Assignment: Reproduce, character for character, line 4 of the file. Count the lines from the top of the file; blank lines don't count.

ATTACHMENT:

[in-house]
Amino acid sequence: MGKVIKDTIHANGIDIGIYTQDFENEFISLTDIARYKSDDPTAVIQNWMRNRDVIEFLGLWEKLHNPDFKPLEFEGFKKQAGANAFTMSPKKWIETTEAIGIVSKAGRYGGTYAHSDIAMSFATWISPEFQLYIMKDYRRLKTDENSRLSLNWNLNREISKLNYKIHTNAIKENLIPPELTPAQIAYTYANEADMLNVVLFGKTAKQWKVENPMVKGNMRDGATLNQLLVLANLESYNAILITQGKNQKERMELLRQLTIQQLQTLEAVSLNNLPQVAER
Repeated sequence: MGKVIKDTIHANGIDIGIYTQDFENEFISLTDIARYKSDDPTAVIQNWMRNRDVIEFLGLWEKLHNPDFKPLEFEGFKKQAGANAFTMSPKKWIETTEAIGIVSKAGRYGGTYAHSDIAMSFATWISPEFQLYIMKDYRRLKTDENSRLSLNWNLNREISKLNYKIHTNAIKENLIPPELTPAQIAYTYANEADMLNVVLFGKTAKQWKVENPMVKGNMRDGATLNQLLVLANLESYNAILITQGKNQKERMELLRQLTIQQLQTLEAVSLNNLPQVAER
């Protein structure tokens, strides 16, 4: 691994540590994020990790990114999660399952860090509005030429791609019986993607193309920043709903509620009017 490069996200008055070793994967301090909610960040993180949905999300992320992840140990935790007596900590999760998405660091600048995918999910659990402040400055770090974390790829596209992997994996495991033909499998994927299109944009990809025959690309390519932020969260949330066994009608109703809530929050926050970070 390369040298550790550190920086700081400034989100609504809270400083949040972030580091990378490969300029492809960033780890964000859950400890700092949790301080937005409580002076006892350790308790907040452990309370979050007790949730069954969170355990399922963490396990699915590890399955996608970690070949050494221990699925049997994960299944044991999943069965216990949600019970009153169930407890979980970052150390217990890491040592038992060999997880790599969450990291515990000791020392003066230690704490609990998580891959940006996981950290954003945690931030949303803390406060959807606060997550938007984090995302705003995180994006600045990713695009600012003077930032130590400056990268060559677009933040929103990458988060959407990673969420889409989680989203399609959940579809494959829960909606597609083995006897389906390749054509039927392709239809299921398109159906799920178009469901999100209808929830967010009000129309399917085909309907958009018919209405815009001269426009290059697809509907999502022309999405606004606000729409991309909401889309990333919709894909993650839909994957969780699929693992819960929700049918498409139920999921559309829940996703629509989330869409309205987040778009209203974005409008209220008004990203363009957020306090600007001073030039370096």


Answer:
């Protein structure tokens, strides 16, 4: 691994540590994020990790990114999660399952860090509005030429791609019986993607193309920043709903509620009017 490069996200008055070793994967301090909610960040993180949905999300992320992840140990935790007596900590999760998405660091600048995918999910659990402040400055770090974390790829596209992997994996495991033909499998994927299109944009990809025959690309390519932020969260949330066994009608109703809530929050926050970070 390369040298550790550190920086700081400034989100609504809270400083949040972030580091990378490969300029492809960033780890964000859950400890700092949790301080937005409580002076006892350790308790907040452990309370979050007790949730069954969170355990399922963490396990699915590890399955996608970690070949050494221990699925049997994960299944044991999943069965216990949600019970009153169930407890979980970052150390217990890491040592038992060999997880790599969450990291515990000791020392003066230690704490609990998580891959940006996981950290954003945690931030949303803390406060959807606060997550938007984090995302705003995180994006600045990713695009600012003077930032130590400056990268060559677009933040929103990458988060959407990673969420889409989680989203399609959940579809494959829960909606597609083995006897389906390749054509039927392709239809299921398109159906799920178009469901999100209808929830967010009000129309399917085909309907958009018919209405815009001269426009290059697809509907999502022309999405606004606000729409991309909401889309990333919709894909993650839909994957969780699929693992819960929700049918498409139920999921559309829940996703629509989330869409309205987040778009209203974005409008209220008004990203363009957020306090600007001073030039370096």